Dear friends, we kneel here, we reverently bow and fold our hands and cross ourselves.  We offer a verbal “Amen” to our Lord’s plain assertion that this is “the body of Christ” and “the blood of Christ.”  And during the Service of the Word, when you hear the plain and blunt language “This is the Word of the Lord,” you respond with gratitude: “Thanks be to God.”  For these words are no mere symbols either.  As St. Peter confessed, these are “the words of eternal life.”  For if the words of Scripture are only symbols, if the resurrection is only a symbol, if Jesus is only a symbol, if forgiveness, life, and salvation are only symbols – then to hell with it, with all of it.  But if these words are true, then to hell with anything that would come between us and these life-giving words and precious sacraments!

Why are we here, dear friends?  We are here because we believe the Lord’s words – His plainly spoken words that we are baptized in the name of the Father and of the Son and of the Holy Spirit, that our sins are forgiven in that same sacred baptismal, Triune Name – the name that is above every name.  We confess plainly that He is present here in His body and blood “for the forgiveness of sins.”  And while our Lord uses “figurative speech” in order to teach us about the kingdom, when He decides to speak bluntly and plainly, we had better listen.

For our Lord’s “speaking plainly” isn’t only the Law, dear friends.  Our Lord speaks bluntly to those seeking His help.  He tells people plainly that their sins are forgiven, that their faith has made them well, that they will rise from the dead, that they will be with Him in paradise, that He will be with them always until the end of the age, that He is coming again in glory to create a new heaven and a new earth.

His crucifixion was not a symbol, but rather the plain reality of His love for us, His atonement for all of our sins, and the free gift of His righteousness won for you at the cross, proclaimed to you in the Word, and shared bodily with you in the sacraments. 

Jesus speaks plainly so that “in [Him] you may have peace.”  Our Lord promises true peace, dear brothers and sisters, and not some figurative or symbolic peace.  Our Teacher tells us plainly that “in the world, you will have tribulation,” but just as plainly He promises and asserts bluntly: “Take heart; I have overcome the world.”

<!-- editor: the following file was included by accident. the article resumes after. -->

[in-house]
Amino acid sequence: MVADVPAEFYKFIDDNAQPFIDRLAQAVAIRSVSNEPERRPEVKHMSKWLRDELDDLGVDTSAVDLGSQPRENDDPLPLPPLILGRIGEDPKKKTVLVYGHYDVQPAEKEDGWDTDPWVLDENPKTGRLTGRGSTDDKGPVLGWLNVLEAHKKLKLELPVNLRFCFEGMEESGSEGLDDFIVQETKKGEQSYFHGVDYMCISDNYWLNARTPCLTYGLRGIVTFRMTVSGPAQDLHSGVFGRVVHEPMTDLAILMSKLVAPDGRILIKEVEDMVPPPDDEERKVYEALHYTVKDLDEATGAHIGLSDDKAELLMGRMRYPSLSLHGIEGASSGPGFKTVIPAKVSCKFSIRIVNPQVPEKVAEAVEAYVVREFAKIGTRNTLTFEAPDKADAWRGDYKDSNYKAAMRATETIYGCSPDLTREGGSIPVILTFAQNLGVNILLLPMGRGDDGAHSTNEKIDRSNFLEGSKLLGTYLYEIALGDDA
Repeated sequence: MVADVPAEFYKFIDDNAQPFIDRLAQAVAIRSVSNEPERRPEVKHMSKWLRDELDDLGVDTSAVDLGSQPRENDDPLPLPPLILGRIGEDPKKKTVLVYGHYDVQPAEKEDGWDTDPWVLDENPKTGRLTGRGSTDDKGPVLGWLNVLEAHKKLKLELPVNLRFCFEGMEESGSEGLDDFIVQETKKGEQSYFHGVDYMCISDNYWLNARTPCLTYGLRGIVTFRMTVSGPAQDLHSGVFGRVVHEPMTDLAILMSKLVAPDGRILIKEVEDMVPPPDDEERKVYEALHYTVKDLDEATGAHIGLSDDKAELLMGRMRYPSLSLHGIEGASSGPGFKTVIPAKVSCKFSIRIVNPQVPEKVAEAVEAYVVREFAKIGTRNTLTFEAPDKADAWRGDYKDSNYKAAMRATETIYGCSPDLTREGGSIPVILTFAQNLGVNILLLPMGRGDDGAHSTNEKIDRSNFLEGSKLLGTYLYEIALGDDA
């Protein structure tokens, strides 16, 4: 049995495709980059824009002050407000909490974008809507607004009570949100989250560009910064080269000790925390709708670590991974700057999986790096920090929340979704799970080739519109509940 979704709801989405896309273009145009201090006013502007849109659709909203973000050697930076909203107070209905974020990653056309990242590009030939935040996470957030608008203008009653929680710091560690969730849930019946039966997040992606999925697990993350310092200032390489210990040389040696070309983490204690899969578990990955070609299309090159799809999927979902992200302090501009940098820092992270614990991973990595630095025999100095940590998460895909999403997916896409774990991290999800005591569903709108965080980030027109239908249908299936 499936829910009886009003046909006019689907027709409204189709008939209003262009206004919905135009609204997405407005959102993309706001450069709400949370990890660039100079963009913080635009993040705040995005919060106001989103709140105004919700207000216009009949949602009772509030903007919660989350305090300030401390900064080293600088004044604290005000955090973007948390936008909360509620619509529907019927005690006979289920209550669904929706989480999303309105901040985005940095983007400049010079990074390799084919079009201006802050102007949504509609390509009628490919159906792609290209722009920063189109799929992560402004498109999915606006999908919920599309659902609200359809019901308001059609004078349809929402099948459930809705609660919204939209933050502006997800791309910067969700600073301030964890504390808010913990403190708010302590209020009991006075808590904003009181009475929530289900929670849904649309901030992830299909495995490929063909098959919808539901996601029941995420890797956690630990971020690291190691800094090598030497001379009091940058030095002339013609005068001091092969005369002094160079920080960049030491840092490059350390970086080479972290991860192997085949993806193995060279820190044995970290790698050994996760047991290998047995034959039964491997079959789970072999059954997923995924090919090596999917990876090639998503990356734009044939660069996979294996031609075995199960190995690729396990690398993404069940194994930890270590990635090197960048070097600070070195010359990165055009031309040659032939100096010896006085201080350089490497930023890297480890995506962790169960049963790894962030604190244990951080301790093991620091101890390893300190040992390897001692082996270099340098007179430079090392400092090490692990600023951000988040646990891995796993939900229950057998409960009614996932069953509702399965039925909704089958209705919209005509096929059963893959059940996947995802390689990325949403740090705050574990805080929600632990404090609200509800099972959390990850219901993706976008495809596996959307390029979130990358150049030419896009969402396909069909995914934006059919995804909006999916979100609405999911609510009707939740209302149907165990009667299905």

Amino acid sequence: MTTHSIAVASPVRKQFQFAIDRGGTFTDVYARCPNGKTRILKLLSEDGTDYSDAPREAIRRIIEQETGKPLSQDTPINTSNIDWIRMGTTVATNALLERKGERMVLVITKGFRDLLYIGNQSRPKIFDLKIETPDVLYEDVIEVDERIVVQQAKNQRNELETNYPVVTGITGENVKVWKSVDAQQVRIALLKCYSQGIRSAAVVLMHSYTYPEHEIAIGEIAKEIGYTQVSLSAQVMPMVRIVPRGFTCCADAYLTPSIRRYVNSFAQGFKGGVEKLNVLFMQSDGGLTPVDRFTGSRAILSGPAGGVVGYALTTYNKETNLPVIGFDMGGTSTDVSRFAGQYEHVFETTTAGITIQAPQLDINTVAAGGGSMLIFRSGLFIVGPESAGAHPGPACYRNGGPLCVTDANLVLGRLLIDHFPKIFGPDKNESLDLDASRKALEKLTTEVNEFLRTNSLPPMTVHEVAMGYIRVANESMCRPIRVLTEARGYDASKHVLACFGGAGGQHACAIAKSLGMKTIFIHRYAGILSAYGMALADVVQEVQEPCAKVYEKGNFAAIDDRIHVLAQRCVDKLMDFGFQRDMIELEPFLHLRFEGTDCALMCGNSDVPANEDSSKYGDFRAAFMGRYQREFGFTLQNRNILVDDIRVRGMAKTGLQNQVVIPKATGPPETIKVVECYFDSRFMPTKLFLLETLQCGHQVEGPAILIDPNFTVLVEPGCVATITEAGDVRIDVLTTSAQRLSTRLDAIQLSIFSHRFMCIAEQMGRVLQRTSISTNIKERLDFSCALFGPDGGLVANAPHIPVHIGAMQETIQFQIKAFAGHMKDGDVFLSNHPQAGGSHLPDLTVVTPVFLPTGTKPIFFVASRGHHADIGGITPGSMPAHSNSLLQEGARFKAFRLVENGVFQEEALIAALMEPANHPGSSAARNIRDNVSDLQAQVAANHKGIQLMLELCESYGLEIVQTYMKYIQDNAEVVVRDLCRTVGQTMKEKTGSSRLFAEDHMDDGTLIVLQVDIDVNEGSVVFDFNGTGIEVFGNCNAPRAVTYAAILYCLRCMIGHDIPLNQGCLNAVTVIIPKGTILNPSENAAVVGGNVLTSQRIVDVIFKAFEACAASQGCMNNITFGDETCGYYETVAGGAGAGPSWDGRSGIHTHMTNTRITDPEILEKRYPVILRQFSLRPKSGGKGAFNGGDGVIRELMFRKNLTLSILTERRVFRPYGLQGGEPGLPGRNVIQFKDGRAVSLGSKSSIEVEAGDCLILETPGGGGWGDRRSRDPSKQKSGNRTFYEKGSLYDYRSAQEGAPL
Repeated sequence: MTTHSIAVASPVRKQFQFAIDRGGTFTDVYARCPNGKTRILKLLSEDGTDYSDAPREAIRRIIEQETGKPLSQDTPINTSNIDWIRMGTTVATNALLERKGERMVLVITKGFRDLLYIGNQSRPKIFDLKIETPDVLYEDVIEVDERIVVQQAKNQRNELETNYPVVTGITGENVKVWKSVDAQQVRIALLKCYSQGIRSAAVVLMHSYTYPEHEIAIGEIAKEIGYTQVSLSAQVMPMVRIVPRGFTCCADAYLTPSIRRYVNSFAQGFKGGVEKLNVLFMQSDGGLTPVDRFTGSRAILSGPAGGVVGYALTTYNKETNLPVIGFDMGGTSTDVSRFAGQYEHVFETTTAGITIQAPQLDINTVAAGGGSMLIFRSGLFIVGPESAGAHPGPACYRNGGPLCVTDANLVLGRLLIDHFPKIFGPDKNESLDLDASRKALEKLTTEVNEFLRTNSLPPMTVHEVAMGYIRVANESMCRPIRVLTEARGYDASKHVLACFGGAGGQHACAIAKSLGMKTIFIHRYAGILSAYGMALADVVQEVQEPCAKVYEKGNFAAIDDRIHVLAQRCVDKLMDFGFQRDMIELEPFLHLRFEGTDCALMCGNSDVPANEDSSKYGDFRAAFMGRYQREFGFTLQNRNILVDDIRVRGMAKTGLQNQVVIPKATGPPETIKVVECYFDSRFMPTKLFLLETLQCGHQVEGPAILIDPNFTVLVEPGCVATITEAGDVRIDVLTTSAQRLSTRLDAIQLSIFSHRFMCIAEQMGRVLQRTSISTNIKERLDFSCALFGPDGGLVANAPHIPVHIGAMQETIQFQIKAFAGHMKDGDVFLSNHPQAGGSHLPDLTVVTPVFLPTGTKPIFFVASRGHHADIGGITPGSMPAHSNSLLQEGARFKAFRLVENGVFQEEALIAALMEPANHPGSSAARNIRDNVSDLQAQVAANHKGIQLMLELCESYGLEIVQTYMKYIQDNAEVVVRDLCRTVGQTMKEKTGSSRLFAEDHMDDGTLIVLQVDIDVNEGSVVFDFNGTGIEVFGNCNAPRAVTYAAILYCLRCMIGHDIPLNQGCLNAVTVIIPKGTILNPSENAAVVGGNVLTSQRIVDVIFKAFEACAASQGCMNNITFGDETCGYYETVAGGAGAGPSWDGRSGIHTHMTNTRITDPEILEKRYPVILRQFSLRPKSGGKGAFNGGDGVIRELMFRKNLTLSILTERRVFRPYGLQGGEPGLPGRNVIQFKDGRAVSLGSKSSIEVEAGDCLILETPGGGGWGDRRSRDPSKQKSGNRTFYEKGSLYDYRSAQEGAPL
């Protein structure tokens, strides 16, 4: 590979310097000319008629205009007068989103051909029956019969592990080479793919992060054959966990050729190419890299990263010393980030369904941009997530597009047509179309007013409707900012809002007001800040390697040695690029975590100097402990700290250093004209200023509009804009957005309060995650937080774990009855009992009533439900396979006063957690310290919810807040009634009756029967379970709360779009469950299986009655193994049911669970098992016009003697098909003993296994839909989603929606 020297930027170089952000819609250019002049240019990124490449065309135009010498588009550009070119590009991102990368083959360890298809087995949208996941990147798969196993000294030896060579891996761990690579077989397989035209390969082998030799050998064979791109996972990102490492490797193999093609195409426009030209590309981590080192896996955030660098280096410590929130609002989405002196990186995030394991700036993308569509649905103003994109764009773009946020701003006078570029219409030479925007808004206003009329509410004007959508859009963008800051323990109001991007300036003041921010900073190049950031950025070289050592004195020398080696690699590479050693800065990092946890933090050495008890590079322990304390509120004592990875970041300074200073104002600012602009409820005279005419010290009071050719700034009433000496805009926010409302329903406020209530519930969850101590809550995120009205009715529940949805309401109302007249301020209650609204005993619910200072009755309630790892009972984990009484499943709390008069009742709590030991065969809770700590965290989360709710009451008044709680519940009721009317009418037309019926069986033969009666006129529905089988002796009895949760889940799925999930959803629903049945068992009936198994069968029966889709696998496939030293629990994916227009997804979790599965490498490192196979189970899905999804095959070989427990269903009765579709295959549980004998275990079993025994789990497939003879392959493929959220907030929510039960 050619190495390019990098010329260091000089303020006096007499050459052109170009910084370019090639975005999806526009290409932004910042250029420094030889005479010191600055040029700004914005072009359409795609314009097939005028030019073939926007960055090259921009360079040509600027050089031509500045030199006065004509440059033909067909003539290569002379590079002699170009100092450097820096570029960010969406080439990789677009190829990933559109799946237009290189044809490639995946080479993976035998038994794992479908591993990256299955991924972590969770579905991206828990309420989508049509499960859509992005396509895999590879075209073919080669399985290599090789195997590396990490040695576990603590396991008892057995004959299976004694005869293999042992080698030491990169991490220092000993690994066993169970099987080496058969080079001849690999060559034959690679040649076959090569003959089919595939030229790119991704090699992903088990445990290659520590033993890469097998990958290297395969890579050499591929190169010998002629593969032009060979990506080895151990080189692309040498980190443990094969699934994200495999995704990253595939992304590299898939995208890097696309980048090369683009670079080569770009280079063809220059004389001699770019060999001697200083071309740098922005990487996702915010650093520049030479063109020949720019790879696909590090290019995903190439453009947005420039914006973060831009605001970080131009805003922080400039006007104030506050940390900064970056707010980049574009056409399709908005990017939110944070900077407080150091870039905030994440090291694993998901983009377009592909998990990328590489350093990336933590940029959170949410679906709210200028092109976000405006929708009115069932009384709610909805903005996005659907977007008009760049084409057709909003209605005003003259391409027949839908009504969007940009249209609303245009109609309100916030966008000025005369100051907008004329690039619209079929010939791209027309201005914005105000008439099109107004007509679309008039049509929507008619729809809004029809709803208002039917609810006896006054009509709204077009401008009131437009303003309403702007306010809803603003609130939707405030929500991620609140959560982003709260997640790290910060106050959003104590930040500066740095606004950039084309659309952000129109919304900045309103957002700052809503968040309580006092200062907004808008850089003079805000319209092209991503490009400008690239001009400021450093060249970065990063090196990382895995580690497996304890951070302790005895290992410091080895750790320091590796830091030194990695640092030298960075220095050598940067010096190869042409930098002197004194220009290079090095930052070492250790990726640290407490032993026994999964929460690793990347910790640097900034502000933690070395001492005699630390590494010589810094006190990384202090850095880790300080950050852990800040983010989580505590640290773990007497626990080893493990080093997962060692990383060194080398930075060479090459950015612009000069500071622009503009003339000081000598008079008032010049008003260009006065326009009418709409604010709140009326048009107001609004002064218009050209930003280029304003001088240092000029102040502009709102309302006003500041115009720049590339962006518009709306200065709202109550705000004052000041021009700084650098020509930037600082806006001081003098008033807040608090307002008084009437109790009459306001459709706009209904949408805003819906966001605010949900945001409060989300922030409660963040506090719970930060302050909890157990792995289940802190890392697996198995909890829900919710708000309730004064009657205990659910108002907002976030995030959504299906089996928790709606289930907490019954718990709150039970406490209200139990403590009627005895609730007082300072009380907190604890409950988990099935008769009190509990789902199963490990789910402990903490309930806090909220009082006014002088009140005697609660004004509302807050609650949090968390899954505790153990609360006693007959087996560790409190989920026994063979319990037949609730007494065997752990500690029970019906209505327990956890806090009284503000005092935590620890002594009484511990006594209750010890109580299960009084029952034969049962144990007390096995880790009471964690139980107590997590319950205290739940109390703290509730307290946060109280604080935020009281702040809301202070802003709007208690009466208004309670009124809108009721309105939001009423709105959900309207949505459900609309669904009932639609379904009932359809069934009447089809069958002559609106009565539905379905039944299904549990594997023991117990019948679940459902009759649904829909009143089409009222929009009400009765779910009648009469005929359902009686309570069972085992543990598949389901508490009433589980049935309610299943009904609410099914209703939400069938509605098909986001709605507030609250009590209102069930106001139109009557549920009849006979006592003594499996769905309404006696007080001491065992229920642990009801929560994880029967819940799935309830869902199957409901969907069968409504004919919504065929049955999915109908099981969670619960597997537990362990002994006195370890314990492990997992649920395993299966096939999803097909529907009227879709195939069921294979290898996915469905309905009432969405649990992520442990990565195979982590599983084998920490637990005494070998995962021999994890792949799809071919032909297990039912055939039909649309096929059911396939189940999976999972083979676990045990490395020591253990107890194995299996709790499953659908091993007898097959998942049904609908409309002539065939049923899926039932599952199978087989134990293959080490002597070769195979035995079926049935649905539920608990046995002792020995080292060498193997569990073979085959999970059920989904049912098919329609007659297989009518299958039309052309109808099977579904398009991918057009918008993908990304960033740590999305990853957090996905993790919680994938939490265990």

“Ask, and you will receive, that your joy may be full.”


Christ is risen!  He is risen indeed!  Alleluia!

In the name of the Father and of the + Son and of the Holy Spirit.  Amen.

Friday, April 15, 2022

Sermon: Good Friday – 2022

15 April 2022

Text: John 18:1-19:42

In the name of + Jesus.  Amen.

Nothing happens to Jesus by accident.  There are no surprises to Him who is God, but to us, dear friends, there is much to be surprised at.

First of all, where in the history of the world do we ever read about God becoming human, proving that He is indeed God by doing things that only God can do?  And instead of being worshiped by His own people, He isn’t merely assassinated, He is publicly tortured to death.  And this, after He was hailed as a king entering the city only five days earlier. 

And this was a conspiracy with deep roots.  It involved many of the conservative Pharisees and lawyers and scribes, as well as their rivals, the liberal priests and Levites and Sadducees, as well as the hated politicians known as the Herodians.  And all of these groups conspired with the pagan Romans, whom they considered to be a hostile occupying force.  It involved the provincial ruling council, the Sanhedrin, which was also a Jewish religious court.  It involved the Roman governor, a military captain, a detachment of soldiers, and one of our Lord’s leading disciples as well, who was the group’s treasurer.  This cabal also included the mobs of ordinary people, who were whipped up into a frenzy by their leaders and by the fake news of the day. 

They were so brazen, that this collaboration between Big Religion and Big Government with what was essentially the Big Media of the day, placed the charge over the head of Jesus in three languages at a busy crossroads – the equivalent of airing the execution of Jesus on live TV on all of the news channels.

Indeed, they pulled off what seems to be the most unlikely coup in history: the murder of God, the assassination of the King of the world, the lynching of the one man in history who fulfills all of the prophecies of the Old Testament, and who promised to restore Paradise.  This conspiracy seemed to foil God Himself.

And surprisingly, Jesus was killed because He did things like healing people from incurable diseases.  The doctors and politicians of the day could not cure leprosy.  If you had this disease, you were subjected to a lockdown for the rest of your life.  Jesus embarrassed the doctors and politicians by healing the lepers.  And the same for those who were blind and deaf and mute.  Jesus did what surgeons could not do.  Jesus even raised at least three people from death itself, and promised to raise everyone who believes in Him.